Select Past Events and Projects
Conferences and Symposiums
The Pursuit of Justice Conference, 2013
The Journal of Hate Studies Symposium: Hate & Political Discourse, Sept. 2012
2nd International Conference on Hate Studies, 2011 - Final Conference Report available here.
1st International Conference on Hate Studies, 2004
Workshops and Lectures
Why People Hate: Interdisciplinary Perspectives
This interdisciplinary course was designed by five GU professors throughout 2008-2009 to provide to examine the topic of hate from historical, psychological, sociological, organizational and criminal justice perspectives. It was offered for the first time in Spring 2009 and again in Spring 2010.
Jane Elliot Workshop and Lecture
Jane Elliot, internationally known teacher, lecturer, diversity trainer and recipient of the National Mental Health Association Award for Excellence in Education conducted a special workshop for educators, guiding participants through the problems of racism, sexism, ageism, homophobia, and ethnocentrism, and the responsibility shared by all educators for challenging these forms of oppression.
The Institute and the Gonzaga Office of Student Activities featured this exhibit for 3 days accompanied by speaker events. The exhibit featured drawings collected during a Human Rights Watch mission to refugee camps along Darfur's border with Chad, after HRW researchers gave children pen and crayons to draw while their families were being interviewed.
Throughout the spring semester of 2006, the Institute and the Gonzaga Center for Law and Justice presented this film series for free to the public in order to encourage discussion on the topics of dehumanization, war, violence, and reconciliation. The films shown included:
- "Faces of the Enemy" which explored the process of dehumanizing our adversaries before we kill them in war.
- "Liberia: An Uncivil War" providing an in-depth case study of one of the many brutal African civil wars.
- "Shake Hands with the Devil: The Journey of Romeo Dallaire" which documented Romeo Dallaire's return to Rwanda for the 10th anniversary of the genocide, reliving the political and psychological drama in unforgettable detail.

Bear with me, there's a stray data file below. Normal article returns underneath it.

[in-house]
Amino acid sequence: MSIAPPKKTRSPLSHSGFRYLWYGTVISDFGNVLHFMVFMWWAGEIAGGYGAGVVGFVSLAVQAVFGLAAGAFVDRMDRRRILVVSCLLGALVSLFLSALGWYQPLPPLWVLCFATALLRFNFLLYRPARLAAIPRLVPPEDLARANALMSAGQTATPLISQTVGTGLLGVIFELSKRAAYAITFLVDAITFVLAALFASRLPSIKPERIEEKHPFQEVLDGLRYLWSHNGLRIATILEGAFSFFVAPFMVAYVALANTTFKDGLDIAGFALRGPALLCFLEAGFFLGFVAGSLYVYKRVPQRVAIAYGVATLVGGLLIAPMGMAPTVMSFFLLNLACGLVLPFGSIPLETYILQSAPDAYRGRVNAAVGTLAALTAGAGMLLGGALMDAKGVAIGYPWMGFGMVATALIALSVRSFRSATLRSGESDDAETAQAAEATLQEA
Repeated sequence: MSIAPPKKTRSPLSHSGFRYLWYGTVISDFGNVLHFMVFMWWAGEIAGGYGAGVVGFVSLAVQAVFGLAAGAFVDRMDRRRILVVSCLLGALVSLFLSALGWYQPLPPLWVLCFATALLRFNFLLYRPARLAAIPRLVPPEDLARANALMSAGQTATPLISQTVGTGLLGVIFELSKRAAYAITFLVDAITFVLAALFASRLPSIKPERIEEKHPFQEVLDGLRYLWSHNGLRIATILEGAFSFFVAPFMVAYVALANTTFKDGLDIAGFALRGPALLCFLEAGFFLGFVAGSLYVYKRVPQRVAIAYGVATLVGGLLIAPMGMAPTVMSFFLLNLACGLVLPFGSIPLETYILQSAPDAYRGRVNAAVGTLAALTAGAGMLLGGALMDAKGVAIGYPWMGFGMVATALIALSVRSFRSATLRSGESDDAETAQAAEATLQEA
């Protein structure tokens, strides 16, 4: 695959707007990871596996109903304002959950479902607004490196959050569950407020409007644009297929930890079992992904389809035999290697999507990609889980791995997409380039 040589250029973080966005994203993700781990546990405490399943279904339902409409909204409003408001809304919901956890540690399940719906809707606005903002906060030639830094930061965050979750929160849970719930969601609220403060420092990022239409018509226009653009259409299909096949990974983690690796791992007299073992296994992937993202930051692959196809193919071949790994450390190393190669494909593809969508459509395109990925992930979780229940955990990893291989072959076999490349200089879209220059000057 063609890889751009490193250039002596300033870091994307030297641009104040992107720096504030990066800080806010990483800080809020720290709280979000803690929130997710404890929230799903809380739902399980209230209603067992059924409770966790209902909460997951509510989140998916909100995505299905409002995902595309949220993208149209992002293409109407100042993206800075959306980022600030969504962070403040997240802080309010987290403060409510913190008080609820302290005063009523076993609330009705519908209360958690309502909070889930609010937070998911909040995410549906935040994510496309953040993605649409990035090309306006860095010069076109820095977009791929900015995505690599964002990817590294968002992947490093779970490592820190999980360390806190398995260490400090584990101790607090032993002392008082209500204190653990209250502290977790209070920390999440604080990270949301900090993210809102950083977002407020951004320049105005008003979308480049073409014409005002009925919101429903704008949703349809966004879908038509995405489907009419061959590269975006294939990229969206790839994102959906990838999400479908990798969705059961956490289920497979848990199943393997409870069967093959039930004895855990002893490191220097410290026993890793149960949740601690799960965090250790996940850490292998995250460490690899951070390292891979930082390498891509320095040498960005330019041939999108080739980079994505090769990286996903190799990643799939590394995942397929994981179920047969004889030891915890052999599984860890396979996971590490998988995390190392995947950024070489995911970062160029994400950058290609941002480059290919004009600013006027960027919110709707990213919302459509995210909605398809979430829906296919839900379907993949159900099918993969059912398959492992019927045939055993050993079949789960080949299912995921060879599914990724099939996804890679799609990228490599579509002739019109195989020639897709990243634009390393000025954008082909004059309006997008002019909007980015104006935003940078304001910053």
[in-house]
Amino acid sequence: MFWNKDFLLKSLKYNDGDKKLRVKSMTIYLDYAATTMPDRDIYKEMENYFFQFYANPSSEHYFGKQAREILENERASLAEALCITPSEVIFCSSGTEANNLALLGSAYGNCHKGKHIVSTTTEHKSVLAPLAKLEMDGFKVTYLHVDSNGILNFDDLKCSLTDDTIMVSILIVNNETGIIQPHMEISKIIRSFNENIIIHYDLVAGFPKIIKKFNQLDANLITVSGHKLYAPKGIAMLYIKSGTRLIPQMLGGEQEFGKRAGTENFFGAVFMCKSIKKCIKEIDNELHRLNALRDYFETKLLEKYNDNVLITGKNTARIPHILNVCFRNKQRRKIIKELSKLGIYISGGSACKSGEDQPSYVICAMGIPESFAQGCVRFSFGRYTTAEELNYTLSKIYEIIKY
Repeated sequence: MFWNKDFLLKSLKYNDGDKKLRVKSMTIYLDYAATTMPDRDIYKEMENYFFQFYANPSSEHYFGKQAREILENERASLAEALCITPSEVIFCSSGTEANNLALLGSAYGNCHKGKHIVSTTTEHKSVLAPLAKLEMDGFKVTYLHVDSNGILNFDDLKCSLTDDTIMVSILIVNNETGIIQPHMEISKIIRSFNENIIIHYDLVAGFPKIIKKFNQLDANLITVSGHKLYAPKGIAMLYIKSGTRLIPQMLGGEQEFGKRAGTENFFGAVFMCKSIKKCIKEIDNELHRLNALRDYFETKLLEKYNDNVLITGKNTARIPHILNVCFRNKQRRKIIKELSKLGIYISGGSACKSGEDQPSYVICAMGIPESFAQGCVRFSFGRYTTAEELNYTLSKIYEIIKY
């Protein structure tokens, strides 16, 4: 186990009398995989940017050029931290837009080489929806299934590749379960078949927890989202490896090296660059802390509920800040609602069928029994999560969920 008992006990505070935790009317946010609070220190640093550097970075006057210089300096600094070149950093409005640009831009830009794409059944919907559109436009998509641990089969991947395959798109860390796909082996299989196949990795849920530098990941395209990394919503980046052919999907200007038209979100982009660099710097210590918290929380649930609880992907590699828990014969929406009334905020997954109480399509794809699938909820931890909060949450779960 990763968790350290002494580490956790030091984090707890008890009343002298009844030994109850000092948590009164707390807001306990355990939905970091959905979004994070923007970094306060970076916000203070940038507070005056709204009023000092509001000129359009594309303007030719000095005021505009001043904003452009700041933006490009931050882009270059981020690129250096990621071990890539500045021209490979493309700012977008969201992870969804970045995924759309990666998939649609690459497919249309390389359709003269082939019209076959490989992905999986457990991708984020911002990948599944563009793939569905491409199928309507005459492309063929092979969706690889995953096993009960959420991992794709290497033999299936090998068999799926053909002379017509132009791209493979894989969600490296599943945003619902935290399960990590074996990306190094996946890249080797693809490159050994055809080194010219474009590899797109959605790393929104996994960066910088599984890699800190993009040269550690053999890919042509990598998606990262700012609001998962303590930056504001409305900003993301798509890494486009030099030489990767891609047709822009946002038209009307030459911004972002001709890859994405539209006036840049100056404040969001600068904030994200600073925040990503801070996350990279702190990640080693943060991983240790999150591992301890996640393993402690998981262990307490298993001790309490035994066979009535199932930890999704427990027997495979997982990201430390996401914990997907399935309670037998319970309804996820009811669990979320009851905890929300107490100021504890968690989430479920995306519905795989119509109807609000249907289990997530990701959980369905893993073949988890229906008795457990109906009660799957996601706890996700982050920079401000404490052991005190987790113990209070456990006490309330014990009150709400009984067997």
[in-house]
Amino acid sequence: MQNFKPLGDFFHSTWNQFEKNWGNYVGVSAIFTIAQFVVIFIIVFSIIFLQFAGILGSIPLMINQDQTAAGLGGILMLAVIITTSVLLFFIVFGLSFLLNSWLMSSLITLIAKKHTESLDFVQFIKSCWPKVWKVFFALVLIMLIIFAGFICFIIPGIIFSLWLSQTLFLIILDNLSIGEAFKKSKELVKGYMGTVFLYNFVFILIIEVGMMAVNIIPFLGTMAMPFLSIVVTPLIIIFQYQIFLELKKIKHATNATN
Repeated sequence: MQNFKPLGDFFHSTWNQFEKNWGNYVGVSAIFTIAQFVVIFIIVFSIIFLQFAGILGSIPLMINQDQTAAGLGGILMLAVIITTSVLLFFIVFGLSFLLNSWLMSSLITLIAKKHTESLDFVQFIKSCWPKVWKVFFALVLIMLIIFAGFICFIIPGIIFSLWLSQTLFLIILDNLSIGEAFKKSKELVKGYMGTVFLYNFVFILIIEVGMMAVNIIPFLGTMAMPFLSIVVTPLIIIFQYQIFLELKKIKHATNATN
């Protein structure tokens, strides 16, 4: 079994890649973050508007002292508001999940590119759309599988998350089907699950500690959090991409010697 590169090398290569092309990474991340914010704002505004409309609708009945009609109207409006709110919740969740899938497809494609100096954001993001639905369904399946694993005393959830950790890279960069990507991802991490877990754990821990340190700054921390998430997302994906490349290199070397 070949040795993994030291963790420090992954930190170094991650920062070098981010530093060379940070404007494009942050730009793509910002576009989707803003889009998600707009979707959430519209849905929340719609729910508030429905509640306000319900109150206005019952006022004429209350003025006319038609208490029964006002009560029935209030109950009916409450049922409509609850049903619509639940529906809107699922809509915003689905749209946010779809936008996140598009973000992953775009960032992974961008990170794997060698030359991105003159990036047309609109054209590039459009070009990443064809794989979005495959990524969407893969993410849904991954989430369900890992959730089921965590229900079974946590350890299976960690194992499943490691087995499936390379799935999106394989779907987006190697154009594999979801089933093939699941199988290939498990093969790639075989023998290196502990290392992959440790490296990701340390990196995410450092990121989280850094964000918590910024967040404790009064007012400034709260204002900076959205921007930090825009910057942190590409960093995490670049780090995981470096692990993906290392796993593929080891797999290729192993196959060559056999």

- "Long Night's Journey Into Day" provided a dramatic inside look at one of the most innovative and ambitious attempts at dialogue and healing in human history - South Africa's Truth and Reconciliation Commission.
From March 10 - May 5, 2007, the Institute sponsored a U.S. Holocaust Memorial Museum exhibition in the Foley Library. The exhibit explores how the burning of books by many authors from many countries by German university students in 1933 became "a potent symbol in America's battle against Nazism and why they continue to resonate with the public - in film, literature, and public discourse- to this day." (from the museum website).
On March 12-13, 2009, the Institute worked with the Washington State Education Resource Center, Spokane Community College, the Institute for Extended Learning and East Valley Middle School to sponsor three events centered on holocaust education:
- Stories from a Holocaust Survivor: Peter Metzelaar
- Exhibit: Stories Among Us: Witnesses to the Holocaust
- Teacher Seminar: Teaching About the Holocaust
- For more information, visit: the Washington State Holocaust Education Resource Center.
In March of 2002, the Institute and the Northwest Museum of Arts and Culture sponsored workshops which explored the history, culture and traditions of the Inland Northwest Indians, as well as challenges for tribes in the 21st century. Curriculum for the workshops met national and state educational requirements. The format included curriculum guidelines, panel discussions, local tribal guest speakers, and hands-on activities presented in an authentic manner.
Before this exhibit opened at Gonzaga in April of 2000, over 11,000 students had signed up to view this educational exhibit provided by the Anne Frank Center USA. The exhibit, which was at GU for 5-weeks, illustrated the continuing relevance of Anne Frank's story, reminding viewers that the discrimination and racism that brought an end to her life did not disappear when WWII ended. Learning about her life story challenged the viewer to think about the value of tolerance, mutual respect, and the significance of human rights.